Avatar

Just went to see the new film, Avatar.  Wonderful special effects, excellent 3-D effect, and very  nicely realized fantasy world.  It was so long, I found myself saying to myself, “C’mon now, move it along, get to the final fight of the good guys and the bad guys…”  I feel like I’ve seen the story before in westerns and sci-fi movies galore over the years.  The bad invader who goes native and switches loyalties – wasn’t that what Dancing with Wolves was all about?

The interesting new twist was the incorporation of the eco-green-enviro-religiosity:  the innocent forest people in tune with the sacred wellspring of life,  a sort of Ygdrasil, the holy tree; the bad earthlings who killed the green part of their world and are willing to destroy this new one, Pandora, for a metal, Unobtainium – I like that comic touch of the name because I’ve been helping my son with chemistry lately!  If it had been 60 minutes shorter, I would have enjoyed as a piece of brilliantly done entertainment fluff, but it was soooo pretentious and predictable.

Today, Adam Cohen of the NY Times, an intelligent and thoughtful guy, gushes over the movie, saying:

The remarkable thing about “Avatar” is the degree to which the technology is integral to the story. It is important to show Pandora and its Na’Vi natives in 3-D because “Avatar” is fundamentally about the moral necessity of seeing other beings fully…

The central love story reaches its culmination with the lovers declaring, “I see you.” The movie’s ending, which I will not give away here, brilliantly drives home, one last time, the importance of how one sees things…

The ability to see Pandora’s natives for who they are is the movie’s moral touchstone.

Funny…all these statements about the movie are true (except the first one) and it was still boring.  De gustibus non est disputandum.

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6 Responses to Avatar

  1. Ducky's here says:

    The remarkable thing about “Avatar” is the degree to which the technology is integral to the story. It is important to show Pandora and its Na’Vi natives in 3-D because “Avatar” is fundamentally about the moral necessity of seeing other beings fully…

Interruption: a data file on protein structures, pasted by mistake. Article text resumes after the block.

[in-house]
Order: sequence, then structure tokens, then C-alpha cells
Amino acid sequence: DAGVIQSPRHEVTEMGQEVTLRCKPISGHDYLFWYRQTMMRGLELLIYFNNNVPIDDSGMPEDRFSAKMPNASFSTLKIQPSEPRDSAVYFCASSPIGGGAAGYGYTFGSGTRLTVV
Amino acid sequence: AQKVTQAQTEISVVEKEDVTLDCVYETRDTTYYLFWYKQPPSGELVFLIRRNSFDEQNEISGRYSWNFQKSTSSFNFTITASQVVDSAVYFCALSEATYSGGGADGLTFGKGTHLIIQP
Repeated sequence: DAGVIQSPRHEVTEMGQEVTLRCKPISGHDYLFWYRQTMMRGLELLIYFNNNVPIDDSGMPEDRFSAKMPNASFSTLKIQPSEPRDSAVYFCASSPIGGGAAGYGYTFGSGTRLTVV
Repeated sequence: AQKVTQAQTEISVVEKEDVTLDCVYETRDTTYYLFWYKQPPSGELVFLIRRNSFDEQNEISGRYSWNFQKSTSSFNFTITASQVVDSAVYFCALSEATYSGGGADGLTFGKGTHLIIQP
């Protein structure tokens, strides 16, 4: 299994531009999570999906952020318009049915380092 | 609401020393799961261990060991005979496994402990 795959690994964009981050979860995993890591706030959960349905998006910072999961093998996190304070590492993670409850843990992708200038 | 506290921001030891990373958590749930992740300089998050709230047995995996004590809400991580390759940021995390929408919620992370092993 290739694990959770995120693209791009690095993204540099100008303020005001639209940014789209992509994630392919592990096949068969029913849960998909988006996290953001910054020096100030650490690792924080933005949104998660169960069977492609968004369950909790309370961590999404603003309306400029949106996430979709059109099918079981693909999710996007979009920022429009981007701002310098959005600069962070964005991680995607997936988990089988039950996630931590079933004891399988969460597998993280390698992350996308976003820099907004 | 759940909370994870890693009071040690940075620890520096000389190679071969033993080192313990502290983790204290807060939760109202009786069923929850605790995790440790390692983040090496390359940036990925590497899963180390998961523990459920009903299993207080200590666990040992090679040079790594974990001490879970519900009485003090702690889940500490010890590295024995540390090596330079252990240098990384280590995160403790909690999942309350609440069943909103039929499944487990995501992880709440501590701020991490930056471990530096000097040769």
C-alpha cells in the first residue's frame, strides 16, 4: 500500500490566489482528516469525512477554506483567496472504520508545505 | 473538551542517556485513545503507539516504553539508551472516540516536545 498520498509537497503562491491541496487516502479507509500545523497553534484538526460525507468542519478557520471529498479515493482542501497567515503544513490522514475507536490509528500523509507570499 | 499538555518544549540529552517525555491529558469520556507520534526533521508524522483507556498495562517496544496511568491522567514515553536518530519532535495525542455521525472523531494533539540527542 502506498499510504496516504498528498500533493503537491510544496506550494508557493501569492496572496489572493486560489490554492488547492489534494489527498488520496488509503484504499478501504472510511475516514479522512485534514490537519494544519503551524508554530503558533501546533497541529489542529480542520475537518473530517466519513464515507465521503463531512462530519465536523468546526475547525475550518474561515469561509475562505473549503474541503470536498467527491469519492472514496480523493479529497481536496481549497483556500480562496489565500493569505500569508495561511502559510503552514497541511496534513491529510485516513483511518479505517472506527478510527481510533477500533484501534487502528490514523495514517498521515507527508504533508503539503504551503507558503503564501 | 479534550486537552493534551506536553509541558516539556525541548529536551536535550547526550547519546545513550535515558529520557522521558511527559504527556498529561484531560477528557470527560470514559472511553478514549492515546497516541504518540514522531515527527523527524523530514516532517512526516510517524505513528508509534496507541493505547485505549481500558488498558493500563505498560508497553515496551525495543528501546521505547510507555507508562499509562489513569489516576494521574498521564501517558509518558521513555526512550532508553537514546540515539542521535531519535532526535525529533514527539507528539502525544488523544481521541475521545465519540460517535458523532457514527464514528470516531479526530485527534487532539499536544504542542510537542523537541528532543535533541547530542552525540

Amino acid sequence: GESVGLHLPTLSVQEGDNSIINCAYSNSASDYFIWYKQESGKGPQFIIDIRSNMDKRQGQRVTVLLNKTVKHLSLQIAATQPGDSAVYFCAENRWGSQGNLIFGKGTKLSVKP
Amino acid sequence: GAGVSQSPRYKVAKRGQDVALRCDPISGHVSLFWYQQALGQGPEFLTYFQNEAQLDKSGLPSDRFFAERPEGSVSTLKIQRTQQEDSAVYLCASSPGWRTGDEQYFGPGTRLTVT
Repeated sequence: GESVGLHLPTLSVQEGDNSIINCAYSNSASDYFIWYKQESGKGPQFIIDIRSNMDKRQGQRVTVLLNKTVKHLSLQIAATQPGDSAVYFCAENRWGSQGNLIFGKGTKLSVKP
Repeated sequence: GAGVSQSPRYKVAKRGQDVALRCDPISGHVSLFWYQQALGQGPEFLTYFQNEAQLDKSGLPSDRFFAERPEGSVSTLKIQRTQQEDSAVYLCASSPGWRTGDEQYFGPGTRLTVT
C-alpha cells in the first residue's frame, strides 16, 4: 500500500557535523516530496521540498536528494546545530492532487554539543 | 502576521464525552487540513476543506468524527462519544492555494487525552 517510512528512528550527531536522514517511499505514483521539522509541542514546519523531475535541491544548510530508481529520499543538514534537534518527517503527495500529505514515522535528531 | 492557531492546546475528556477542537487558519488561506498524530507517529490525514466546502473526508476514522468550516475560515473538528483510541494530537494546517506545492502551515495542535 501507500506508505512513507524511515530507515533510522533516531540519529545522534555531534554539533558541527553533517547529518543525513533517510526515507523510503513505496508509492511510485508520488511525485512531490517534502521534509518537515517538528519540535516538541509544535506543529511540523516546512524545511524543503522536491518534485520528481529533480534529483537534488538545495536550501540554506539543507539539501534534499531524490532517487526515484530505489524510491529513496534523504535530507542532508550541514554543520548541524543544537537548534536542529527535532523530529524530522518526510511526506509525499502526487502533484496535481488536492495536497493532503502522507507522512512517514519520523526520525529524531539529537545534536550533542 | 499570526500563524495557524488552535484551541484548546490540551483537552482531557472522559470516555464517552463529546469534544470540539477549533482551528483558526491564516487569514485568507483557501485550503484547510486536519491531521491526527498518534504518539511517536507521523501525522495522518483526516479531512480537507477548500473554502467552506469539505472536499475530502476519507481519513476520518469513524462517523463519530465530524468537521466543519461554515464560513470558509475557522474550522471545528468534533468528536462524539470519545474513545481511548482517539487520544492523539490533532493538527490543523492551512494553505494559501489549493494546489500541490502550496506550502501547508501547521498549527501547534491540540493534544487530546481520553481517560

———————————-

    Is this moron serious? How many people are falling for this stupidity? “Dancing with Pocahontas” complete with attention deficit disorder editing.

  2. lichanos says:

    Yes, he’s serious. I don’t even think he’s a moron, so it’s very interesting to me why this film appeals to someone like him. I wish I could get into his head about this. Some sort of New Age, eco-sentimentalism…

  3. Ducky's here says:

    If he is interested in the idea of film being able to help us see other beings fully he might try something like Jan Sikl’s “Private Century” which was made from hundreds of hours of Czech home movies from the 30’s through the 60’s.

    A good film theorist is going to question the ability to “see things fully” and not just hype up Cameron’s ego fest.

    Give Private Century a try. 8mm. which trumps Cameron. It had a very limited release this year. Pity it didn’t get a little hype.

  4. lichanos says:

    If he is interested in the idea of film…
    I don’t think he is. He’s an intelligent fellow with degrees from Harvard and H-Law who writes about law and foreign policy for the NYTimes Editorial Board. Maybe he never devotes much mental energy to cinema.

    This touches on a discussion I am having at the ManofRoma blog about culture. Time was, when such a person would spend his time on CULTURE, but now everyone, even the economic and social elite, wants to go to Disneyworld and watch Cameron’s films.

  5. Man of Roma says:

    Hi Lichanos.

    Well I saw Avatar a few days ago and I also feel like going to Disneyworld and watch it over and over again.

    What did I like about it? All, also the things you consider faults. I was enchanted by the construction of a totally invented world (wow, what a rich imagination!) and for the first time I found that technology was serving poetry and not viceversa.

    The story is predictable? Yes but it doesn’t matter. Some stories are just good and people don’t mind repetition. Seen from Europe, such simple though muscular moral world, where things are clear there including good and evil, is a refreshing spectacle since we are too cynical (and much less muscular.)

    I made a similar comment about old days’ westerns here at your blog.

    Many friends of my age said the same thing (and architect was enchanted by the colors and patterns.) I guess it is part of the myth we have about you guys out there from the New World. Leave us our myths. And they are not only myths I believe.

    Is it just entertainment and not high culture? Yes, and confusion between high and pop culture is deplorable, we have agreed, but I wish many more movies like this one were entertaining us in moments we need just pop.

    I really loved it and I bought the DVD to see it again.

    • lichanos says:

      Well, every member of the audience is different. I can’t argue with your perceptions, which are clear and free of hyperbole or silly encomiums. All I can say is that I was truly bored, and felt as if I’d seen it too many times before. Your point that repetition of good stories is common, is well taken, and I commented on that here. Perhaps I’ve seen too many movies, or perhaps my work with computer graphics has jaded me, or perhaps I’m just beyond redemption, sunk into a slough of indifference.

      At least you had a good night out!

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